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Menopausal Mother Nature

News about Climate Change and our Planet

This Iridescent Coating Could Cool Your House Without Air-Conditioning

This Iridescent Coating Could Cool Your House Without Air-Conditioning

Iridescent roof coating – Cambridge Univ. Released

How can we cool houses without using A/C? Scientists have now discovered that one way would be to turn the roof and walls into a beetle’s shell.

That’s because tiny nanostructures on the beetle’s exoskeleton made of cellulose capture light and send it bouncing around whilst separating it into different wavelengths. This is why they appear to shimmer in greens and purples.

More importantly however, when the same nanostructures are pasted to the outside of a house, they can keep it 7.2°F cooler during the day and 20°F cooler during the night.

Some scientists are worried that too much energy will be used for air-conditioning in a climate that is warmed by 1.5°C, and so are devoting their time to coming up with energy-less ways to cooling homes.

GNN has already reported on ultra-white paint that can keep things cooler, and now scientists at the University of Cambridge are turning to cellulose nanomaterials inspired by nature that would create iridescent houses that are self-cooling.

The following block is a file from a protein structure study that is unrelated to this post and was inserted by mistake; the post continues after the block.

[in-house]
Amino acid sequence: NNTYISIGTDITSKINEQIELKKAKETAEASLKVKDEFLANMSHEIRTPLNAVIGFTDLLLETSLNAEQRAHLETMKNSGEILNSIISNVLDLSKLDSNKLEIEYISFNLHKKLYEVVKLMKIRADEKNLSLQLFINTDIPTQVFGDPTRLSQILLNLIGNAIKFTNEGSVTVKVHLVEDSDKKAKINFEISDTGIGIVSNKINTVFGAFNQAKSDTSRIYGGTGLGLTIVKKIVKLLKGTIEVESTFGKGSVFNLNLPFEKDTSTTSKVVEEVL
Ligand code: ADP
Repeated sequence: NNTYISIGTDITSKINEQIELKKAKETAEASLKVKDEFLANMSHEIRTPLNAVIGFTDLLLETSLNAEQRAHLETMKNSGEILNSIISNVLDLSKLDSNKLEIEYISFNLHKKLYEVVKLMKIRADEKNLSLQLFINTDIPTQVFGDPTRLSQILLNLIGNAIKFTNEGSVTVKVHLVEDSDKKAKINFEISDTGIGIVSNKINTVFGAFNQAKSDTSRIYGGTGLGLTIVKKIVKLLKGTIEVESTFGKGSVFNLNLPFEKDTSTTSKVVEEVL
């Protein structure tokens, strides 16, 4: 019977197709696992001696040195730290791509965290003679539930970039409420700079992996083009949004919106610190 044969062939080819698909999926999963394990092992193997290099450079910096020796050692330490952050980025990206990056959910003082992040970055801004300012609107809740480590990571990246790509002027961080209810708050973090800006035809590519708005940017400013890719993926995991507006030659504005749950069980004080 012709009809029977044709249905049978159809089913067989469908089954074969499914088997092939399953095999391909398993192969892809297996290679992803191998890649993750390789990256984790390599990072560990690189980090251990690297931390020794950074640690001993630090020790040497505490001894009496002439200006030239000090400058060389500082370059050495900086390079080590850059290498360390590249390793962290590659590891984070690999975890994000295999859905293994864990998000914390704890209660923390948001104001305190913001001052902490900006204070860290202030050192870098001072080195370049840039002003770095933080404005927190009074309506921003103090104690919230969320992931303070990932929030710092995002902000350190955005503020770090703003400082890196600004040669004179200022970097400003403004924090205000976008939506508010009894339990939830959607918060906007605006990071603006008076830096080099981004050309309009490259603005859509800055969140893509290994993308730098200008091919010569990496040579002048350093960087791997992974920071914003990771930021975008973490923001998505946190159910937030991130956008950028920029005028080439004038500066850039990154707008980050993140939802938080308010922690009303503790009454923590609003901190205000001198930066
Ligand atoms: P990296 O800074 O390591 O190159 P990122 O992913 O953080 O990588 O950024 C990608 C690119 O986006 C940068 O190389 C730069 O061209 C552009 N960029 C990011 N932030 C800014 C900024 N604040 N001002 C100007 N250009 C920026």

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“The usual way to generate a color is dye, but dye will absorb light and heat up, and that counteracts the cooling effect,” Qingchen Shen, a postdoctoral researcher at Cambridge told Fast Company. 

Expecting people to use ultra-white paint is unrealistic because it would damage the eyes of your neighbors, and if everyone in the neighborhood used it, it would be an intolerable place to live.

Iridescent roof coating – Cambridge Univ. Released

As Shen explains though, color generally absorbs heat, rather than reflects it, but their invention of a thin nanostructure film made of cellulose under a thin film of white was able to generate over 120 watts of cooling power, as much as some air conditioners.

“We wanted to make it cheap,” Shen added. “That’s why we used cellulose-based materials. Cellulose nanocrystals can be extracted from wood or cotton. Cellulose is the most abundant polymer in nature.”

When pasted over walls or rooftops, the material could meaningfully assist in cooling the interior of the house and reduce electricity usage by a fair amount.

The colors could make a house look pretty psychedelic in the sunshine though, so the team is probably better off leaving the marketing for the major coastal cities.

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